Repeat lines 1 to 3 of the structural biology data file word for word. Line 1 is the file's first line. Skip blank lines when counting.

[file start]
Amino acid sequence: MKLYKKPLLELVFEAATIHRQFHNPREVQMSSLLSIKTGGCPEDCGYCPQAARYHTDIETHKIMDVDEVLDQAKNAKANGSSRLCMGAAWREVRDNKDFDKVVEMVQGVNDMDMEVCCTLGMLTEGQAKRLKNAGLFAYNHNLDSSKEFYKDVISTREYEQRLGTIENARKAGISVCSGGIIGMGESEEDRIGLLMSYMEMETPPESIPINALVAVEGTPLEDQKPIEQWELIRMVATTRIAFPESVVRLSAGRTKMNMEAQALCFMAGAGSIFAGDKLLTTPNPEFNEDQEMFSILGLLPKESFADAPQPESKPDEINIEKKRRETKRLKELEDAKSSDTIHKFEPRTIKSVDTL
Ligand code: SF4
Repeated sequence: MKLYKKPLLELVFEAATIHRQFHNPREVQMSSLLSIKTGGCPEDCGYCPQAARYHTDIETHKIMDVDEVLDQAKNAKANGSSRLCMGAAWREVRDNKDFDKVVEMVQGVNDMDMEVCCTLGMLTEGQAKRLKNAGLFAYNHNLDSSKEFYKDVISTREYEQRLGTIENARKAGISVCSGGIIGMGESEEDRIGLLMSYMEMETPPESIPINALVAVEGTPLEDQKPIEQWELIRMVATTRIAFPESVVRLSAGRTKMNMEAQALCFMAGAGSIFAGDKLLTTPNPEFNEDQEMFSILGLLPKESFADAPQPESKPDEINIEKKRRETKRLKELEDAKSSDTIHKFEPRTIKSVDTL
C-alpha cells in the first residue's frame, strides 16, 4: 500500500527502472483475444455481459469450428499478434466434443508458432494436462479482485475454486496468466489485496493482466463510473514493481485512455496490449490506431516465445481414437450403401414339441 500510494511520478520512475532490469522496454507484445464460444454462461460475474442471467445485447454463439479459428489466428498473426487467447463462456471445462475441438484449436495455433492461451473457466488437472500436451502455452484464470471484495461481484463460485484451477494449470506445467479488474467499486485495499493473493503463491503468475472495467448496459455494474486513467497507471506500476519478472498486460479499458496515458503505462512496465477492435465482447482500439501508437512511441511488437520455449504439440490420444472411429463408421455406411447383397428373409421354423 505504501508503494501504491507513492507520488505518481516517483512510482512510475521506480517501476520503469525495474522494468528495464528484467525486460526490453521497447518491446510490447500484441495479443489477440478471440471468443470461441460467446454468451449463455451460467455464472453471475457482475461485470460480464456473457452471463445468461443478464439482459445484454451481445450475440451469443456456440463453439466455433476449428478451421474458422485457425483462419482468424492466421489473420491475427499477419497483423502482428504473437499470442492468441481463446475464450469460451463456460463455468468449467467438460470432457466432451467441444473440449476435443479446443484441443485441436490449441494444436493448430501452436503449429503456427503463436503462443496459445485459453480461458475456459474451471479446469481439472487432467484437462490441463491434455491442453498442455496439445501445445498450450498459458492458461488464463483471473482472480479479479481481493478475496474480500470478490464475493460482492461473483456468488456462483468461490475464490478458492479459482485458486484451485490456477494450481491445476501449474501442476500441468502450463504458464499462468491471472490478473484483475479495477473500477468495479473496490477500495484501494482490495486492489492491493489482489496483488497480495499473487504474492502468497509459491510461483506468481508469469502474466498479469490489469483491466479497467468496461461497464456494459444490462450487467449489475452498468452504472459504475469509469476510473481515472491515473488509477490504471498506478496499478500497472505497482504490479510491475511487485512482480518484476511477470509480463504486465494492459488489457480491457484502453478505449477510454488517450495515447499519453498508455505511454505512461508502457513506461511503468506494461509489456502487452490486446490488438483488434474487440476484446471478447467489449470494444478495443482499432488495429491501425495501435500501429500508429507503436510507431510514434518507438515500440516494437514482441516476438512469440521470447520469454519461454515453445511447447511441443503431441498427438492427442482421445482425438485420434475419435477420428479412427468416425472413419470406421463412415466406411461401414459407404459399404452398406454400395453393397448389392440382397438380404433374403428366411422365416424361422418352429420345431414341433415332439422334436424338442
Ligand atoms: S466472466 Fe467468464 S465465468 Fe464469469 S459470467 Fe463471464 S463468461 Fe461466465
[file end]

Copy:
Amino acid sequence: MKLYKKPLLELVFEAATIHRQFHNPREVQMSSLLSIKTGGCPEDCGYCPQAARYHTDIETHKIMDVDEVLDQAKNAKANGSSRLCMGAAWREVRDNKDFDKVVEMVQGVNDMDMEVCCTLGMLTEGQAKRLKNAGLFAYNHNLDSSKEFYKDVISTREYEQRLGTIENARKAGISVCSGGIIGMGESEEDRIGLLMSYMEMETPPESIPINALVAVEGTPLEDQKPIEQWELIRMVATTRIAFPESVVRLSAGRTKMNMEAQALCFMAGAGSIFAGDKLLTTPNPEFNEDQEMFSILGLLPKESFADAPQPESKPDEINIEKKRRETKRLKELEDAKSSDTIHKFEPRTIKSVDTL
Ligand code: SF4
Repeated sequence: MKLYKKPLLELVFEAATIHRQFHNPREVQMSSLLSIKTGGCPEDCGYCPQAARYHTDIETHKIMDVDEVLDQAKNAKANGSSRLCMGAAWREVRDNKDFDKVVEMVQGVNDMDMEVCCTLGMLTEGQAKRLKNAGLFAYNHNLDSSKEFYKDVISTREYEQRLGTIENARKAGISVCSGGIIGMGESEEDRIGLLMSYMEMETPPESIPINALVAVEGTPLEDQKPIEQWELIRMVATTRIAFPESVVRLSAGRTKMNMEAQALCFMAGAGSIFAGDKLLTTPNPEFNEDQEMFSILGLLPKESFADAPQPESKPDEINIEKKRRETKRLKELEDAKSSDTIHKFEPRTIKSVDTL